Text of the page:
While my love for the work of Aphex Twin is well-known enough that more than a few people remember checking him out solely on my recommendation, I can’t really pretend I know as much about electronic music as that kind of weight might indicate. Insofar as the more modern incarnations, I’ve stuck almost exclusively to about four artists, with smatterings of others occupying my collection over the years (2 Lone Swordsmen, Flunk, Lemon Jelly, Burial, Daft Punk, Boards of Canada, BT, Terminal Sound System, TRS-80) and haven’t ever been serious (or at least accurate) in claiming anything like knowledge. Now, that aside, when it comes to Aphex Twin (and AFX, Caustic Window, Polygon Window, and his billion other pseudonyms), Autechre, Squarepusher and µ-Ziq, I tend to have something to say. They each occupy overlapping but distinct corners of the “intelligent dance music” (though I’m inclined to agree with Mr. James that that name is stupid and pretentious–with no other takers, I shruggingly accept his nomenclature of “braindance”, as it also seems pretty accurate) and so I’ve followed each semi-consistently. RDJ in all his various identities occupies the greatest part of my collection (both physical and digital, and in physical both vinyl and CD), with Squarepusher coming in a close second, µ-Ziq at a strong third and Autechre at a semi-distant fourth.
Aphex’s work is the most intensely varied, as he has seemingly gotten bored with or distracted from various sounds–his interviews, despite being generally rather opaque and often obtuse, give an idea of the sort of collective identity of his work. When he talks about smelling the grooves of vinyl, or getting a “hoof mod” for the goat he uses to help compose and record, the idea that he’s taking the piss is not really difficult to grasp. But once in a while he’ll also be free and clear, as when he expressed his opinion of the “IDM” name, or when he made the mistake of giving his perfectly relaxed opinion of Radiohead.¹ Squarepusher, by contrast, has stayed a bit more in the background, and is almost defined by the live element of his sound: he’s an amazing bass player, and often layers his playing over the electronic sounds he puts together. µ-Ziq has the most accessible sound, treading into experimental territory far less often, and building around and relying on melodies more often than the rest.
“Dial.” follows and closes the first side (marked only by the “a” of their condensed logo) and is more easily followed. The glitch-y (in the sense of both the immediate understanding of “glitch” and the subgenre of electronic that orients itself around that kind of auditory glitch) beat is backed by a wild-eyed, constantly ascending semi-melody, as if the song is climbing stairs and appears to be reaching a top that only becomes the next flight. There’s only a mild dissonance, as the sounds chosen for the notes are half-flat and squashed into strange shapes. A vocal sample is distorted enough to be effectively unrecognizable, and this and other elements become the portions designed to move the song forward and create something new, as the beat and the “stairclimb” loop to propel it forward into those new spaces. Squeaks and bleeps, buzzes and hums float in and out, as if running up those same stairs at different speeds but finding their floors on occasion.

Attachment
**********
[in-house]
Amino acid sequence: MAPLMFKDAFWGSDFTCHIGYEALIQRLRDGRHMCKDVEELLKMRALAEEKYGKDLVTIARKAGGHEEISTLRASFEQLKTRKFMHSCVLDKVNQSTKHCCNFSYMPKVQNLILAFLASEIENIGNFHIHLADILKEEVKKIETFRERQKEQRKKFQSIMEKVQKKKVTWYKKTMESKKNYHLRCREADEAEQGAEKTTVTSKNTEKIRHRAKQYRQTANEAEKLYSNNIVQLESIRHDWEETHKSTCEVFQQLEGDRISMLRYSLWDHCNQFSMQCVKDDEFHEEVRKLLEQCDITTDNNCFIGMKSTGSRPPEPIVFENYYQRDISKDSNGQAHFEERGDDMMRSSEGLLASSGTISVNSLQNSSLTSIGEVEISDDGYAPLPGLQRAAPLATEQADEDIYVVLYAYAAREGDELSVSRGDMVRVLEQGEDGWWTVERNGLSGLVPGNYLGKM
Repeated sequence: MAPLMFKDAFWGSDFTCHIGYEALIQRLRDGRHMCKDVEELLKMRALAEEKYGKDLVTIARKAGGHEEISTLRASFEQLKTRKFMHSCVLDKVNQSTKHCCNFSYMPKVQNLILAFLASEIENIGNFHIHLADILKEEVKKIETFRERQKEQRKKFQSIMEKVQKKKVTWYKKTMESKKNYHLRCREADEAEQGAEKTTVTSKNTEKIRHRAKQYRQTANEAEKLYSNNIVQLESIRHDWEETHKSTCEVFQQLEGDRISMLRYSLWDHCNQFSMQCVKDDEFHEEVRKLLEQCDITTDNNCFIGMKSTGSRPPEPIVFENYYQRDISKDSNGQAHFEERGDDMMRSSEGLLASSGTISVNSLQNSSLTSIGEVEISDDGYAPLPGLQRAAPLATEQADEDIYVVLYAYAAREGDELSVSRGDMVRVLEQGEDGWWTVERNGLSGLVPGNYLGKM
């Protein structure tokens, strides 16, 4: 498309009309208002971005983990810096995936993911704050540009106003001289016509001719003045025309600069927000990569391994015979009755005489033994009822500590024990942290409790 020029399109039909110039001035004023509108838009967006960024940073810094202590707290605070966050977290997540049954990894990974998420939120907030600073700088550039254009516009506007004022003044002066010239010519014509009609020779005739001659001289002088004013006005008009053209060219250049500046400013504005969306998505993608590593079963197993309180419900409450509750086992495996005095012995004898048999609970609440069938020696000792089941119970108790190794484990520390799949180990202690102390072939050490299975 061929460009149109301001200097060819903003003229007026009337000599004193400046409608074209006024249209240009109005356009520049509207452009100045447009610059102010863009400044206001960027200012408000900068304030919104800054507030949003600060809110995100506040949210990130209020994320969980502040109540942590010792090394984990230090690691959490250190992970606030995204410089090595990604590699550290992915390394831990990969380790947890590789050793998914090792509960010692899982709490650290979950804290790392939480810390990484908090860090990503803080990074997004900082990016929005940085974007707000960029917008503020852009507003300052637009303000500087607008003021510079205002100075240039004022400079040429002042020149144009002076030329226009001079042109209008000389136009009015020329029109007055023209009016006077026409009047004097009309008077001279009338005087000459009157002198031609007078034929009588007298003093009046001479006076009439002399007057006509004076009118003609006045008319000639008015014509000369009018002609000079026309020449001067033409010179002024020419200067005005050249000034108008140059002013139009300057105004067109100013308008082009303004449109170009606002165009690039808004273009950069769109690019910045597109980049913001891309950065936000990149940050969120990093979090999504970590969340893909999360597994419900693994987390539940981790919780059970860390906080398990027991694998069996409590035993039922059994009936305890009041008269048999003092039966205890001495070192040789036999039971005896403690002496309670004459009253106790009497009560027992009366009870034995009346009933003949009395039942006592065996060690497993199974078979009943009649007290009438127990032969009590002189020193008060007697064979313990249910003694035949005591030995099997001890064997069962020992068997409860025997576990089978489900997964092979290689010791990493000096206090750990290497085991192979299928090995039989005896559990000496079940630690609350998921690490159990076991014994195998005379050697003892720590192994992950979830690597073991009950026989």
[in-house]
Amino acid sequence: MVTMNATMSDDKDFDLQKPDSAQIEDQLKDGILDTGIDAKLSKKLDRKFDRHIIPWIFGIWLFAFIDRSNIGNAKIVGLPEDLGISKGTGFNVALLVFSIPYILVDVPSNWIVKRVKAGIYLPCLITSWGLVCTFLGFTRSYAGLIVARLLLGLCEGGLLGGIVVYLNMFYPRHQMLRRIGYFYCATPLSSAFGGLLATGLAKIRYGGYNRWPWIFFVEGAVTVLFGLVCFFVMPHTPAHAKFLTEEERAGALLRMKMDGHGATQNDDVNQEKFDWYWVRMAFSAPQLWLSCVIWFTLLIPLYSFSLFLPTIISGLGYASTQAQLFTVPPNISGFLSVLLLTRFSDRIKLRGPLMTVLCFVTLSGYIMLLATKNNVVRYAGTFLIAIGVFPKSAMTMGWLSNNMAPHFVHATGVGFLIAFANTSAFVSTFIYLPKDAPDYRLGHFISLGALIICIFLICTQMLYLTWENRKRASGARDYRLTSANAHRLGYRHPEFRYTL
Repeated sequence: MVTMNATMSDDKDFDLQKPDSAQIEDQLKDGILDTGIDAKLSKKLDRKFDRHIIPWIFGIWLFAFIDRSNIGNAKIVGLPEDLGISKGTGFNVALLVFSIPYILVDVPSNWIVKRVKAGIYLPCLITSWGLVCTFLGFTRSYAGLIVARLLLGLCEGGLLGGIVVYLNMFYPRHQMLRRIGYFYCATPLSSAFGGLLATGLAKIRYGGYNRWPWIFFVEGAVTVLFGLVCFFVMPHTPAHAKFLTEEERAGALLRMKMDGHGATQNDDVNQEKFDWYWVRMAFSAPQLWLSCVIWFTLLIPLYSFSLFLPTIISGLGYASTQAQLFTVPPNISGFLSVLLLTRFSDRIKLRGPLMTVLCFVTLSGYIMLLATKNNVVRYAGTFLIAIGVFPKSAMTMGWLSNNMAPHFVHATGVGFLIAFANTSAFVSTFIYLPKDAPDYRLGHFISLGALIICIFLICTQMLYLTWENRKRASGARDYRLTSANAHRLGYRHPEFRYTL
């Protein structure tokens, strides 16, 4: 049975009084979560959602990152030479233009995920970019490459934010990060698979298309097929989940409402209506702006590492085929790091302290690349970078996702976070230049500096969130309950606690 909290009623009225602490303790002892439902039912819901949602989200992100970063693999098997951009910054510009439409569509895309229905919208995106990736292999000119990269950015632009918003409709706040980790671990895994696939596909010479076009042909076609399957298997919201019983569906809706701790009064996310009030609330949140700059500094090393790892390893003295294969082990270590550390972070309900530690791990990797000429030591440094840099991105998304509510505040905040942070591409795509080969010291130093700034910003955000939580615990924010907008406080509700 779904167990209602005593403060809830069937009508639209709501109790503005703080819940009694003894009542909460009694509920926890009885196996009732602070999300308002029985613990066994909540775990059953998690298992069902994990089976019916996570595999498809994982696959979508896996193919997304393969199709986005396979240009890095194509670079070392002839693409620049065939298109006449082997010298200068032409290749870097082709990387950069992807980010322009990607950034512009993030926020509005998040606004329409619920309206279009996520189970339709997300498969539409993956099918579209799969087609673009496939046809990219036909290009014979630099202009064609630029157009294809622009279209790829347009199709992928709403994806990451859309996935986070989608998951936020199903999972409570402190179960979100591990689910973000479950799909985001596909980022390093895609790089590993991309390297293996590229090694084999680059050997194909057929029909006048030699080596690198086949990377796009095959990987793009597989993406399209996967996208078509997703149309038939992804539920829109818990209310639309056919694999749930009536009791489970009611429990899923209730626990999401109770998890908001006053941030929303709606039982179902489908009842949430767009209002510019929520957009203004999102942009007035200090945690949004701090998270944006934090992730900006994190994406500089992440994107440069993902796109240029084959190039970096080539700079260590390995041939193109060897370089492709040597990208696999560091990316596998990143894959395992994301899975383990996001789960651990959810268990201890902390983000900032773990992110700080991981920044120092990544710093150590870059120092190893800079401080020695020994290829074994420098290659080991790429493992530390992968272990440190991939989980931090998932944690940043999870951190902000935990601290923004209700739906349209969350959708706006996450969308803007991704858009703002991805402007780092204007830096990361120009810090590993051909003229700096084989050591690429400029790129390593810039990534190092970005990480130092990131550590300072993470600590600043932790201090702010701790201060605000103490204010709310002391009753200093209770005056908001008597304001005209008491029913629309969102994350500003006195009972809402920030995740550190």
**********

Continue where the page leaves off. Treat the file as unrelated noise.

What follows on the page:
The second side (marked by the stylized “e” in the photo I included, which actually also has the vertical line of the “a“, but of course on the left side instead) consists entirely of one track: “Cap.IV”. By itself, it’s almost as long as the other two tracks, though it doesn’t lift the entire release to even a 20 minute running time. It shares the distorted variety of vocal samples that “Dial.” contained, though even more filtered and obscured (reminding me of the “Mashed potatoes? Why do you hate mashed potatoes?” sample from Aphex’s “Every Day”, and proving how limited my frame of reference is). It uses a beat based around a heavily chopped and higher-pitched hit, one that is occasionally blurred into a seeming stream of hits, while an actual melody–though ethereal, as always for Autechre–does occupy the background, between that vocal sample and the beat. The beat maintains its dominance though, with wiry energy and the feeling that it cannot sit still for more than a moment–if that. Eventually, the beat seems to feel it has not yet achieved total dominance and begins to blur and strike more and more often, overtaking all the rest of the track until it’s nothing but a blur of constant vibration and gyration overtaking everything else.
¹The oh-so-controversial statement was “I wouldn’t play with them since I don’t like them.” and inspired a legion of backlash from Radiohead fans, followed by a reactionary backlash from Aphex fans. It was all very stupid.
He did later elaborate with more inflammatory (but still not messianic, Final Arbitration-type comments):
“I don’t like them. I heard maybe five or six tracks and I thought they sounded really really cheesy.”
“Yeah, really obvious and cheesy. I mean I’m just comparing it to my favourite music and I think it’s terrible compared to that. But compared to all the shit boring R&B tracks it’s probably alright. Compared to those teen punk sort of bands or whatever they are supposed to be called, who think that they are really anarchic and stuff like that, they are probably amazing. If you’re only exposed to that kind of stuff and then Radiohead come along you will probably think that they are geniuses.”